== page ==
As we continue to express ourselves through emoji, they will continue to permeate our society further and further. In a few years, emoji-interpreting expert witnesses will become more resourceful in the court room and the debate around what certain emoji mean will become a greater focus of legal arguments by lawyers across the world.

Victoria Blachly: SYK AttorneyVictoria Blachly is a partner at SYK, and an experienced fiduciary litigator that works with many elderly clients, cases and causes. She is also a proud Board Member for the Oregon Alzheimer’s Association Chapter.

Peter Esho is a Chaldean-American law student in his final year at Lewis & Clark Law School, and a senior law clerk at Samuels Yoelin Kantor. Born and raised in Michigan, he moved to Portland to attend Lewis & Clark. Peter enjoys kayaking and playing guitar, and his primary legal interests are in intellectual property and business law.

SYK Attorneys Recognized in 2020 Oregon Super Lawyers®

This year, we are happy to share that 7 Samuels Yoelin Kantor LLP attorneys were included in the 2020 Oregon Super Lawyers and Rising Stars list. These attorneys were recognized by their peers for their service and achievements.

Victoria Blachly – Super Lawyer

Walker Clark – Rising Star

Christine Costantino – Super Lawyer

Leslie Johnson – Super Lawyer

Stephen Kantor – Super Lawyer

Jessica McConnell – Rising Star

Valerie Sasaki – Super Lawyer

“Super Lawyers is a rating service of outstanding lawyers from more than 70 practice areas who have attained a high-degree of peer recognition and professional achievement. This selection process includes independent research, peer nominations and peer evaluations.”

Victims of COVID-19 Scams & Cybercrime Need to Act Fast

Victims of COVID-19 Scams and Cybercrime Need to Act Fast – FBI’s Financial Fraud Kill Chain May Recover Fraudulent Wire Transfers

Cybercrime is becoming ever more pervasive, and with so many more people working at home during the COVID-19 coronavirus pandemic, the risk of a fraudulent wire transfer and other financially motivated crimes is higher than ever.

Fraudsters use crisis events to target good-hearted investors.

The SEC and other federal and state regulatory agencies are paying close attention to COVID-19-related financial fraud, such as fraudulent stock promotions and unregistered offerings, charitable investment scams, and community-based financial frauds. Since February 2020, the SEC has suspended stock trading in connection with COVID-19 for at least 23 companies, and has initiated at least five emergency enforcement actions against companies seeking to exploit investors with false and misleading promises. These investment scams include fraudulent claims of N95 mask production, and manufacturing COVID-19 blood tests and thermal scanners for fever detection.

The FBI’s Financial Fraud Kill Chain:  A Resource for Recovering Stolen Funds

Unfortunately, while regulatory agencies work hard to shut down fraudulent scams, it can be difficult to impossible to recover money from the fraudsters.  Especially if the investor funds or cybercrime victim’s bank account funds have been transferred overseas. The Financial Fraud Kill Chain (FFKC), a program administered by the FBI, is a critically important tool that can cut off large international wire transfers. But victims need to act fast, within 72 hours of the wire transfer.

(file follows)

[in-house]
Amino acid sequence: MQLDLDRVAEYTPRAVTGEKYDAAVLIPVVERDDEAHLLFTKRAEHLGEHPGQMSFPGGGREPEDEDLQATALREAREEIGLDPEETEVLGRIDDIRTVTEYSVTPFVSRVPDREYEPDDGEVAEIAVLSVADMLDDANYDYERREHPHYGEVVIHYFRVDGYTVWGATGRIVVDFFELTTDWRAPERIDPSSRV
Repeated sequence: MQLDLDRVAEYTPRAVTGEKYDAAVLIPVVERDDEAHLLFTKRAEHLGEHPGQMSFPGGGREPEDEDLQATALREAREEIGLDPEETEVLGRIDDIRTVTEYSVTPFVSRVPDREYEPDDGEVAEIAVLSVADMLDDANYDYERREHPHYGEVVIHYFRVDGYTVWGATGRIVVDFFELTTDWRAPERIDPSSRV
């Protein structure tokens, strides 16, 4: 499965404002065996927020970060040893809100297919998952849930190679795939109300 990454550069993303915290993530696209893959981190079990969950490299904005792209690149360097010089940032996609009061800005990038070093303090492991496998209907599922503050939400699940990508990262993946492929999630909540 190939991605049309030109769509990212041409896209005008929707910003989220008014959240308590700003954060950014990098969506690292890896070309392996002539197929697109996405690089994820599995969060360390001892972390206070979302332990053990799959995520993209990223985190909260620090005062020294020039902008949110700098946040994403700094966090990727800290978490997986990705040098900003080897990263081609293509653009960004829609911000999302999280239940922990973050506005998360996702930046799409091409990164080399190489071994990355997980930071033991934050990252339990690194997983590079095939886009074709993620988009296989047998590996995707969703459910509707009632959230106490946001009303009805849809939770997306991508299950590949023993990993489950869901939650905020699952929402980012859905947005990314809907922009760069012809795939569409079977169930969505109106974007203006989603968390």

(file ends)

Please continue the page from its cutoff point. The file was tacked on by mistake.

How does the Kill Chain work?

Financial fraud scams are often international, with unsuspecting investor money transferred from the United States to overseas financial institutions via international wire transfers through the SWIFT system. Cybercriminals hacking email accounts may use personal information to prey on individuals (“I’m traveling overseas and need money for a plane ticket home”). Businesses are also targets of cybercriminals. For example, corporate account takeovers and business e-mail compromise scams may be used to redirect legitimate wire transfers to fraudulent overseas accounts.

The Kill Chain utilizes the FBI’s international relationships to help U.S. financial institutions recover large international wire transfers. If the Kill Chain is activated, the FBI can prevent the withdrawal of stolen funds by cutting off the SWIFT transfer.

What kind of transfer qualifies to initiate the Kill Chain?

The FFKC can only be activated if:

  • The wire transfer is $50,000 or more;
  • The wire transfer is international;
  • A SWIFT recall notice has been initiated; and
  • The wire transfer occurred within the last 72 hours.

To initiate the FFKC process, you should immediately contact your local FBI field office and also notify your financial institution that originated the transfer. Because time is of the essence, call your local FBI office and fill out an on-line complaint through the FBI’s Internet Crime Complaint Center (IC3).